Wednesday, May 15, 2013

Taking a Compliment

Why is it so difficult for us, as special needs parents, to take a compliment? I don't mean a compliment about ourselves, I mean those given to our kids.

I see it time and again. Someone says how happy they are for a child's progress, or what great strides are being made, and instead of those words just being accepted, they cause some to get defensive. As though saying how well a child is doing is somehow taking away whatever disability they have. Or that it questions how severe it is, or if it even exists. As though saying, yes, my child has made huge leaps lately, is admitting that maybe nothing was ever wrong.

I admit, I have done this myself. Especially when it comes to the school. I'm always afraid we're one compliment away from services being taken away. Oh, my child had a great day? Crap. Maybe they'll say she no longer needs XYZ. Oh, she's made huge strides since that last round of testing? Double crap. Maybe they'll try to take away the IEP!

It never happens, of course. Our kids make progress relative to themselves, and progress doesn't equal cure. It just equals progress. We should be able to agree when people say how well our kids are doing, without bringing up the difficult times. Without referencing prior test results. Without going on a mission to prove just how disabled they really are.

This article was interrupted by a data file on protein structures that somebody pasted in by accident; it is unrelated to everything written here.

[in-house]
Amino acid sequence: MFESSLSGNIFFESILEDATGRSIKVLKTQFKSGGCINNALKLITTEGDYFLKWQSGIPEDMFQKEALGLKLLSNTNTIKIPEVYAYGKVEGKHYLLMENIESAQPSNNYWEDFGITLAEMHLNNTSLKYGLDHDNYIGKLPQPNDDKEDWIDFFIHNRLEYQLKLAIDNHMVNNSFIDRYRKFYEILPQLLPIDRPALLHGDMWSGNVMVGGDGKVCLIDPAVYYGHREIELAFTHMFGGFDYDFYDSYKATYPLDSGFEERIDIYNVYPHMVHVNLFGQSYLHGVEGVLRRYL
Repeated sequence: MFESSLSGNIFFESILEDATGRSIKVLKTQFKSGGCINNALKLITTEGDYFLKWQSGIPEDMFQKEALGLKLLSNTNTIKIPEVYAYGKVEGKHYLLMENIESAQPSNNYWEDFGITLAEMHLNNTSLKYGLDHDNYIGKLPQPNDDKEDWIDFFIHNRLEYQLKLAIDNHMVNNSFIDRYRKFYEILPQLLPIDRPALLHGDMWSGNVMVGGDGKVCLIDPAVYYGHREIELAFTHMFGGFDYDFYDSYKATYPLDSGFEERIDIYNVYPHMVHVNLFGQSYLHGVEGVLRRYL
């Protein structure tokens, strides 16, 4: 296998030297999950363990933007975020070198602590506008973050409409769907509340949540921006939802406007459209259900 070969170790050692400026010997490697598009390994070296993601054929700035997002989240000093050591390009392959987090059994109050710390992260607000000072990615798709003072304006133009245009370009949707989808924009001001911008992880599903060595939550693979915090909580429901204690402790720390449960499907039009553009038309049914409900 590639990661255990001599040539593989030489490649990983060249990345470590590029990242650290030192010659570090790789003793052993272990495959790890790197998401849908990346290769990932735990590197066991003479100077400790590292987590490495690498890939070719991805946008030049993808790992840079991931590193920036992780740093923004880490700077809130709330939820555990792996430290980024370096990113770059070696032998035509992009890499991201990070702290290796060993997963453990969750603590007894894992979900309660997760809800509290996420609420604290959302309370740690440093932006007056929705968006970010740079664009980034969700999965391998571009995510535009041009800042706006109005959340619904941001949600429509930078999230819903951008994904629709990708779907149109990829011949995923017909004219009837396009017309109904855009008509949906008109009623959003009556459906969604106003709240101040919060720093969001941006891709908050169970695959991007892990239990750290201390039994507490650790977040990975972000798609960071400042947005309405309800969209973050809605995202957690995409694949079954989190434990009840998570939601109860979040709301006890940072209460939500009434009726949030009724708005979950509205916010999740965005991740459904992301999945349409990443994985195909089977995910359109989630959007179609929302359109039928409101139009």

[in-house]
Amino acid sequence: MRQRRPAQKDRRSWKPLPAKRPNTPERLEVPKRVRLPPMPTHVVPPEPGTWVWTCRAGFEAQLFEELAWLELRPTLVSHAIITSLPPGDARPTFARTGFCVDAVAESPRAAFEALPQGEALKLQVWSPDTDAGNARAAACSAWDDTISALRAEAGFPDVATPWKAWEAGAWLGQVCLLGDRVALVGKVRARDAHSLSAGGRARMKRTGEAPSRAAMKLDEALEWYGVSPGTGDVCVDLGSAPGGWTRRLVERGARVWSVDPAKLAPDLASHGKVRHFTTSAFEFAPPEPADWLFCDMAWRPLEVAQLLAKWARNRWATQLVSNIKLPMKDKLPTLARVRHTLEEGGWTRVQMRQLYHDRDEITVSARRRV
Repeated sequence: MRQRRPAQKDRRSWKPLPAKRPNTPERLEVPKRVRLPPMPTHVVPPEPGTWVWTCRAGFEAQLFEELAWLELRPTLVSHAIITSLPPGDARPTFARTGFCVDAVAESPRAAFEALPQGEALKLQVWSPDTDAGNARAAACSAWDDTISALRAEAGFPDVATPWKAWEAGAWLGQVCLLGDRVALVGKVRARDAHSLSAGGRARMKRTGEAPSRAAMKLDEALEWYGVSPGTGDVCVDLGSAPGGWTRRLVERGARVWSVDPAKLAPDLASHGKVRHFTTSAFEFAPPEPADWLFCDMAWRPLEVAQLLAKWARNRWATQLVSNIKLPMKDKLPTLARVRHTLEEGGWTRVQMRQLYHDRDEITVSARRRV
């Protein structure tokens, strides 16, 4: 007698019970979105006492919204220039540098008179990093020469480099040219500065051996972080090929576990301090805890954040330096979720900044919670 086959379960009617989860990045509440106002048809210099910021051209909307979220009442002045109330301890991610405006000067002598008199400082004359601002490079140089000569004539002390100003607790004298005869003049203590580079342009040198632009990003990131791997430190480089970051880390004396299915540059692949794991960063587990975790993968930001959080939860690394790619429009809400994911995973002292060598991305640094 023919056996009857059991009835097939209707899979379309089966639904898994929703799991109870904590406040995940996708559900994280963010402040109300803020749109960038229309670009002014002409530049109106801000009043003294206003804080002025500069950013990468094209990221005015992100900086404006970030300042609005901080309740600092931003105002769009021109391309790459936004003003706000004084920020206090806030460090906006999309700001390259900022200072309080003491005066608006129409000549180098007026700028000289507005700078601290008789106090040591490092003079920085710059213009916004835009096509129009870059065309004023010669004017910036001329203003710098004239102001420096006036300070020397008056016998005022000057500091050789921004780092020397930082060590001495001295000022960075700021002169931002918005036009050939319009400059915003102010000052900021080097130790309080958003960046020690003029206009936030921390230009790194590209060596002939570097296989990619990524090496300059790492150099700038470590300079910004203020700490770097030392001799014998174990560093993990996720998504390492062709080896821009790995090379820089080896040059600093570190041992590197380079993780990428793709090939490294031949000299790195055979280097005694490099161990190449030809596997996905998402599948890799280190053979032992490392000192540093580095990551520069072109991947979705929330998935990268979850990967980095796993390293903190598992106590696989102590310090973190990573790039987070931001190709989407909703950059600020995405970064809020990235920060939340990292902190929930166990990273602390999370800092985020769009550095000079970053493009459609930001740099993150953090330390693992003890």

People telling us when our kids are doing great isn't them saying the disability was never there, or there wasn't a time when things were tough. I've complimented the progress of other children, and then felt bad because a parent got defensive. As though I, of all people, would ever challenge a diagnosis, or regression, or anything else. Saying how well a child is doing isn't saying they are typical. It isn't saying all their symptoms have suddenly disappeared, and they no longer struggle.

I think part of it is we live in a world where people do question whether or not we are just bad parents. If things like Autism, ADHD, and mental illness really exist, or if we have just somehow failed at raising our kids. I think that's why sometimes we tend to focus on the hard parts of life, because we feel we need to constantly prove that the disability is there.

The moral of the story is, if someone tells you your child is kicking ass, or doing awesome, or making progress in leaps and bounds, just smile and say, I know! Or, I'm so glad you noticed! They aren't questioning you, and even if they are, it doesn't mean we can't celebrate our children. They deserve to be celebrated for all their hard work, and that should be the focus. The good. Always the good.

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